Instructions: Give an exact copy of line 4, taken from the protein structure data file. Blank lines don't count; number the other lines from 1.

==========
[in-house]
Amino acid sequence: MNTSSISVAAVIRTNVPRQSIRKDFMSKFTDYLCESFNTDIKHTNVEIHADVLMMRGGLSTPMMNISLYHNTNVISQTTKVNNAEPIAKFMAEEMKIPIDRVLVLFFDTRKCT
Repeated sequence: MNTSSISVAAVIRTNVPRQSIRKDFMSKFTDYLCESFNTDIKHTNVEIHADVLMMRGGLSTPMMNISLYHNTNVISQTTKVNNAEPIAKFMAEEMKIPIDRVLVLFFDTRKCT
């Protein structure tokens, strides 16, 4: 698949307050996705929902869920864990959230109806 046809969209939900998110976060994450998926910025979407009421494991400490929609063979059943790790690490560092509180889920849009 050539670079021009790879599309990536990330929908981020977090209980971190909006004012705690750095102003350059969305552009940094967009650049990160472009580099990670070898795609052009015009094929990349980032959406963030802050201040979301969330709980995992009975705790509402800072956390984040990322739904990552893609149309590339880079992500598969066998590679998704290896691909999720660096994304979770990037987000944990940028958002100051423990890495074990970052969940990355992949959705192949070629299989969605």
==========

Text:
């Protein structure tokens, strides 16, 4: 698949307050996705929902869920864990959230109806 046809969209939900998110976060994450998926910025979407009421494991400490929609063979059943790790690490560092509180889920849009 050539670079021009790879599309990536990330929908981020977090209980971190909006004012705690750095102003350059969305552009940094967009650049990160472009580099990670070898795609052009015009094929990349980032959406963030802050201040979301969330709980995992009975705790509402800072956390984040990322739904990552893609149309590339880079992500598969066998590679998704290896691909999720660096994304979770990037987000944990940028958002100051423990890495074990970052969940990355992949959705192949070629299989969605």